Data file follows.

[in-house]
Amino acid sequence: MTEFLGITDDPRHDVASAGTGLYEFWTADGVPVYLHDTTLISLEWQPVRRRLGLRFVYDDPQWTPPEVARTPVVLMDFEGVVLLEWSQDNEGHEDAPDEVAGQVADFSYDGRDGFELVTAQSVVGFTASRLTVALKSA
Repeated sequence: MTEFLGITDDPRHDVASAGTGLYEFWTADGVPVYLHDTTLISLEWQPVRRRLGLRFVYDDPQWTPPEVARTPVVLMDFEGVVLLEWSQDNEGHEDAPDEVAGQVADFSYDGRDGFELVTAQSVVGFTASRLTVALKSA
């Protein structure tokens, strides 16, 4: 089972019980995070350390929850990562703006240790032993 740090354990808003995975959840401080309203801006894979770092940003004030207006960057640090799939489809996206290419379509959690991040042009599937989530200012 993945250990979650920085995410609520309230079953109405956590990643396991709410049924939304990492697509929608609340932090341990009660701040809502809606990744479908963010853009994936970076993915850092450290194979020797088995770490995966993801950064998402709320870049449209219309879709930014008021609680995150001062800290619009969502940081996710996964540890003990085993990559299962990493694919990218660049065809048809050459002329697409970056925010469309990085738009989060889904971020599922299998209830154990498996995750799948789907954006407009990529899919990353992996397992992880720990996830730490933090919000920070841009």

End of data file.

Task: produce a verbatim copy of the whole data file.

[in-house]
Amino acid sequence: MTEFLGITDDPRHDVASAGTGLYEFWTADGVPVYLHDTTLISLEWQPVRRRLGLRFVYDDPQWTPPEVARTPVVLMDFEGVVLLEWSQDNEGHEDAPDEVAGQVADFSYDGRDGFELVTAQSVVGFTASRLTVALKSA
Repeated sequence: MTEFLGITDDPRHDVASAGTGLYEFWTADGVPVYLHDTTLISLEWQPVRRRLGLRFVYDDPQWTPPEVARTPVVLMDFEGVVLLEWSQDNEGHEDAPDEVAGQVADFSYDGRDGFELVTAQSVVGFTASRLTVALKSA
């Protein structure tokens, strides 16, 4: 089972019980995070350390929850990562703006240790032993 740090354990808003995975959840401080309203801006894979770092940003004030207006960057640090799939489809996206290419379509959690991040042009599937989530200012 993945250990979650920085995410609520309230079953109405956590990643396991709410049924939304990492697509929608609340932090341990009660701040809502809606990744479908963010853009994936970076993915850092450290194979020797088995770490995966993801950064998402709320870049449209219309879709930014008021609680995150001062800290619009969502940081996710996964540890003990085993990559299962990493694919990218660049065809048809050459002329697409970056925010469309990085738009989060889904971020599922299998209830154990498996995750799948789907954006407009990529899919990353992996397992992880720990996830730490933090919000920070841009």